Accurate prognostic indicators for patients’ survival in ICU are important and helpful to guide clinical decision making. The development of several scoring systems enabled the critical care physician to accurately and reliably measure the severity of illness in ICU. The scoring system in ICU should assess various degrees of organ dysfunction starting from normal function to organ failure; assessment of organ dysfunction needs to be based on simple, easy repeatable variables specific to the desired organ, readily available and able to reflect the dynamic changes of illness over time . SOFA score has been used to determine individual severity; it allows for repeated measurements of multiple organ dysfunction or failure and consequently, acts as an index for determining either sequential improvement or deterioration of the pathological status of the patients during their ICU stay .
The elevation of TNF-α production does not seem to correlate with severity of clinical status in both sepsis and SIRS critically ill patients, making the elevation of TNF-α production seems not to be an independent predictor in patients with sepsis. Thus, the biological function of TNF-α is largely influenced by two TNF-α receptors that are soluble TNF receptors (sTNFR) and cell surface TNF receptors (cTNFR) .
Previous studies demonstrated that SOFA score assessment during ICU stay is a good indicator of prognosis in ICU critically ill patients . Jones et al.  concluded in their study that SOFA score provides potentially valuable prognostic information on in-hospital survival when applied to patients with severe sepsis. However, both studies did not correlate the SOFA score with other inflammatory markers. Presterl et al.  demonstrated a correlation between the plasma level of CRP, IL-6, TNF, APACHE III and mortality probability models II scores. Both scoring systems as well as CRP were significantly higher in nonsurvivors compared with survivors. Zygun et al.  demonstrated that SOFA score was higher in nonsurvivors than survivors at the time of ventilator associated pneumonia. Gursel and Demirtas  concluded that in patients with brain injury, the SOFA scoring system has superior discriminative ability and stronger association with outcome with respect to hospital mortality and unfavorable neurologic outcome. Minne et al.  advocated the use of combination of a traditional model based on data from the first 24 hours after ICU admission, like APACHE IV with SOFA scores to improve prediction of mortality. Cholongitas et al.  in their study concluded that SOFA score had better predictive ability in cirrhotic patients admitted to intensive care unit. Ceriani et al.  concluded that SOFA score may be used to grade the severity of postoperative morbidity in cardiac surgical patients, the model identifies patients at increased risk for postoperative mortality. Serial measurement of SOFA score in critically ill patients may help to identify patients who may require more aggressive therapeutic intervention and to avoid complications.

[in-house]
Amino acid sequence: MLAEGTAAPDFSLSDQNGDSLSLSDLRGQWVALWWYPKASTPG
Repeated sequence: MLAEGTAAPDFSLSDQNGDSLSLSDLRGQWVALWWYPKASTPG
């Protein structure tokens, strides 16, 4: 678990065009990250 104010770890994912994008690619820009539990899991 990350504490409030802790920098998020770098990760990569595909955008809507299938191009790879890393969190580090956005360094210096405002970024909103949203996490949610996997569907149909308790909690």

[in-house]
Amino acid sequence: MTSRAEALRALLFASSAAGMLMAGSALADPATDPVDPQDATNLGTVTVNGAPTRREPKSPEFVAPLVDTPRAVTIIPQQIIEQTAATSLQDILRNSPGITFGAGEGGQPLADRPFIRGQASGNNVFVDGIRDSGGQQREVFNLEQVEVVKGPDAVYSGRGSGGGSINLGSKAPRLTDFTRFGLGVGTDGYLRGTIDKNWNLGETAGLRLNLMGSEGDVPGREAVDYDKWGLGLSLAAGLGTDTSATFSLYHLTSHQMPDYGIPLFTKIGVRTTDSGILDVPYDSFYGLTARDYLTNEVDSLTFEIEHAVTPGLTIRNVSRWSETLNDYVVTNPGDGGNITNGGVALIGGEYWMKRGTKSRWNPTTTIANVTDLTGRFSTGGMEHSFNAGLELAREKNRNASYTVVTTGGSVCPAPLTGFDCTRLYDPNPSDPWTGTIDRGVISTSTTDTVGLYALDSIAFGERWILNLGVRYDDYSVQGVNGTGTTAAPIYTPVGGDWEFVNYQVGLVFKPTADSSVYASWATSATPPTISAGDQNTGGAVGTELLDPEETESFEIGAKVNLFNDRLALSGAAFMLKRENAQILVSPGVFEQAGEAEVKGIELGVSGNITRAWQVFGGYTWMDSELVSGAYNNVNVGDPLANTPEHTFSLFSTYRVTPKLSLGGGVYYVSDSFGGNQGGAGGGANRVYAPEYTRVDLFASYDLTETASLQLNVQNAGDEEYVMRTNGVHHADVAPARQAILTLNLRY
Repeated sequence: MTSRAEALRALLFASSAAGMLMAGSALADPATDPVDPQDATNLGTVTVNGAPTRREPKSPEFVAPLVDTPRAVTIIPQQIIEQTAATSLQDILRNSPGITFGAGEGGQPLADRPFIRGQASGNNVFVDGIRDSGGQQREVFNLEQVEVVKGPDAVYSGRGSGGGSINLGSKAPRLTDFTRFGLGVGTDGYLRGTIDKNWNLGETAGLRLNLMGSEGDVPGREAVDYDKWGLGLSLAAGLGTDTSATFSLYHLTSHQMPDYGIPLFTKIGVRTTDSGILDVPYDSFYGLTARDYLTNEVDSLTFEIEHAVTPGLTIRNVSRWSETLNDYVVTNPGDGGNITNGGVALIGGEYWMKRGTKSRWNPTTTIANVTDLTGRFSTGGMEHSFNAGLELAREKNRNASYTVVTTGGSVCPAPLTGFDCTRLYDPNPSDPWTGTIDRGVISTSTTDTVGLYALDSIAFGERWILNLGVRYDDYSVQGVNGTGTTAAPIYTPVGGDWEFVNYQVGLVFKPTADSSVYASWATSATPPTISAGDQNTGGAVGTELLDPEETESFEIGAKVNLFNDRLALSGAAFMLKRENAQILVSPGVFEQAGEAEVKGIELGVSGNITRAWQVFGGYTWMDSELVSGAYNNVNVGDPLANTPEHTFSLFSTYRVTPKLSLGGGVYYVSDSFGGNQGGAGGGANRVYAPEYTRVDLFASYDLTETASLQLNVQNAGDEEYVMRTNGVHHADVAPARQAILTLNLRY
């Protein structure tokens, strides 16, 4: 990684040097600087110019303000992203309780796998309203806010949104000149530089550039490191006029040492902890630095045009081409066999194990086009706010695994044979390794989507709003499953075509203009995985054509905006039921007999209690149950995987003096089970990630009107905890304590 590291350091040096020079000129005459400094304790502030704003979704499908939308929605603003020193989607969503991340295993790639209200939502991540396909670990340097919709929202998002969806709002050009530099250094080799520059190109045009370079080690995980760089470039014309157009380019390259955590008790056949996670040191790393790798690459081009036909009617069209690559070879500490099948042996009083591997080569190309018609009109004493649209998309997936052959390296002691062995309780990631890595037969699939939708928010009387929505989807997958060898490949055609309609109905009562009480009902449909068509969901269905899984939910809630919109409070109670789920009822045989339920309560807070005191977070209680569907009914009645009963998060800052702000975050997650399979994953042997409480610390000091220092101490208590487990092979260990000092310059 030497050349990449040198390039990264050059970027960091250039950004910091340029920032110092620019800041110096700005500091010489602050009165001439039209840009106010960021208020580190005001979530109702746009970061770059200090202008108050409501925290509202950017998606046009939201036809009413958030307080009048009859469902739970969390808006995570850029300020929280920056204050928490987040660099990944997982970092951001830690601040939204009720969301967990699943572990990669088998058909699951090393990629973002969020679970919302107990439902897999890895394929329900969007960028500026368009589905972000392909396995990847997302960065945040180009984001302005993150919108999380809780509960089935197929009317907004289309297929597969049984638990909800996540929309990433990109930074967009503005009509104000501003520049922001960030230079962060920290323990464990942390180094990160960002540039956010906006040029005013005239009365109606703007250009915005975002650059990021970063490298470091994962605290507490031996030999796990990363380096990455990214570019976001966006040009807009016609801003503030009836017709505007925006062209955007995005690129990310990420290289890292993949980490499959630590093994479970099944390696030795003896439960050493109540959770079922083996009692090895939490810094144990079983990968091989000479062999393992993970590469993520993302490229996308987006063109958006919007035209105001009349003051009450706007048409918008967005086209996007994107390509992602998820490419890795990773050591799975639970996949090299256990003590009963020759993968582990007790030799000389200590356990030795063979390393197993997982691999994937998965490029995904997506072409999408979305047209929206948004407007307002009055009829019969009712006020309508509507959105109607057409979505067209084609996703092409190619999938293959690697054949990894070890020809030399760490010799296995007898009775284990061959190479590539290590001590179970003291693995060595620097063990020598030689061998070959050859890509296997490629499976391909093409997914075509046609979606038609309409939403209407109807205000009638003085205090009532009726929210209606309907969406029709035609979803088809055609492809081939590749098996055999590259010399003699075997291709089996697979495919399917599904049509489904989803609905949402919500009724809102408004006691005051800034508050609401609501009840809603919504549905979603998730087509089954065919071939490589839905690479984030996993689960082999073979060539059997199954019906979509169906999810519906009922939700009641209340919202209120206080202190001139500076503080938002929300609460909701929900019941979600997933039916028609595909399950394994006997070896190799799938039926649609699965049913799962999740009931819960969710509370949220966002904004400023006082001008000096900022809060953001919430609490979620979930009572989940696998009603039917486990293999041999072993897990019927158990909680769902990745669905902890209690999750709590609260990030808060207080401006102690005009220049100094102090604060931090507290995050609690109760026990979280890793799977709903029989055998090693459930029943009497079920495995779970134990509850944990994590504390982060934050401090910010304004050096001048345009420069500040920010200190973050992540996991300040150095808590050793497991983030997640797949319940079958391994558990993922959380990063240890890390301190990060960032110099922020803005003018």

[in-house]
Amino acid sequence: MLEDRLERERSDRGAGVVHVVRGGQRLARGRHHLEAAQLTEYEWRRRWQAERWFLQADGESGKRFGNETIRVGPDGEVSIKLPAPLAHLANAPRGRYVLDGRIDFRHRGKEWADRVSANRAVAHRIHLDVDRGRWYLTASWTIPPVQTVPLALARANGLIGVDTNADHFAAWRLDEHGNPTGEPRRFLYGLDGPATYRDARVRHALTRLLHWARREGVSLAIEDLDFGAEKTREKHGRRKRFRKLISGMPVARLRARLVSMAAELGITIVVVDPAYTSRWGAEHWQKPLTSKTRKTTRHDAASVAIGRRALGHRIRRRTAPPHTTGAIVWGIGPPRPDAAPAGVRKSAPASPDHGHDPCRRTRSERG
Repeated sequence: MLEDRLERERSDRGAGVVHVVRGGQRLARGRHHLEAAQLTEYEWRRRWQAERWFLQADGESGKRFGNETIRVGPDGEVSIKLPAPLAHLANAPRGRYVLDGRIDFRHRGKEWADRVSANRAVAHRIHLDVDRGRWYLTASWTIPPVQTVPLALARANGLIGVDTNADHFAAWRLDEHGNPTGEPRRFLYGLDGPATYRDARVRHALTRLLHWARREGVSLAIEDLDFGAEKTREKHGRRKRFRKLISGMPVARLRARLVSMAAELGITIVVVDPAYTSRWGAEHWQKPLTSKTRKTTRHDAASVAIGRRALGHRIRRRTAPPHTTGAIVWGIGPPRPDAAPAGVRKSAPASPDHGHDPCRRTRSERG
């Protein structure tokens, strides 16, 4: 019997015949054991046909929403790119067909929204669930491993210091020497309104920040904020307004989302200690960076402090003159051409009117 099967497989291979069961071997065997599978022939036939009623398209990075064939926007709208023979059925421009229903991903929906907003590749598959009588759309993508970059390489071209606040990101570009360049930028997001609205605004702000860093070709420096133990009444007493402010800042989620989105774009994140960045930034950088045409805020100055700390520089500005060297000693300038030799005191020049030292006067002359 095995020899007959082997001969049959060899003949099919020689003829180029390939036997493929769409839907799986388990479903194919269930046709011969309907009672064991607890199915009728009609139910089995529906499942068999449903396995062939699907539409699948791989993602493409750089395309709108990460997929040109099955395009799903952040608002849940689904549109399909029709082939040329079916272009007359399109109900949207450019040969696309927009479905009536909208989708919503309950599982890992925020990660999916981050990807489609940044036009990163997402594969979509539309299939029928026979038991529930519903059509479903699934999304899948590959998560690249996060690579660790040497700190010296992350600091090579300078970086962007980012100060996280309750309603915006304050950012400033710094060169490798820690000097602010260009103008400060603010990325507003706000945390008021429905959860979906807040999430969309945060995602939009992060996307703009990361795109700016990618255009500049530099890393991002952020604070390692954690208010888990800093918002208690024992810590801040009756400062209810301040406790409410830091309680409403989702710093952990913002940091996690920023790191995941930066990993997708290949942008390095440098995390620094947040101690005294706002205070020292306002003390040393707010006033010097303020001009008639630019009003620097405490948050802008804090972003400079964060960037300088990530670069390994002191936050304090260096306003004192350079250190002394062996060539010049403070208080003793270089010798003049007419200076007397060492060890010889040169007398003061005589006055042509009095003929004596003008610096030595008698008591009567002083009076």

Transient significant increase in serum levels of TNF-α was detected in nonsurvivors septic patients. Persistent elevation of SOFA score was detected in nonsurvivor septic patients. The peak value of SOFA score is an independent prognostic value in critically ill patients.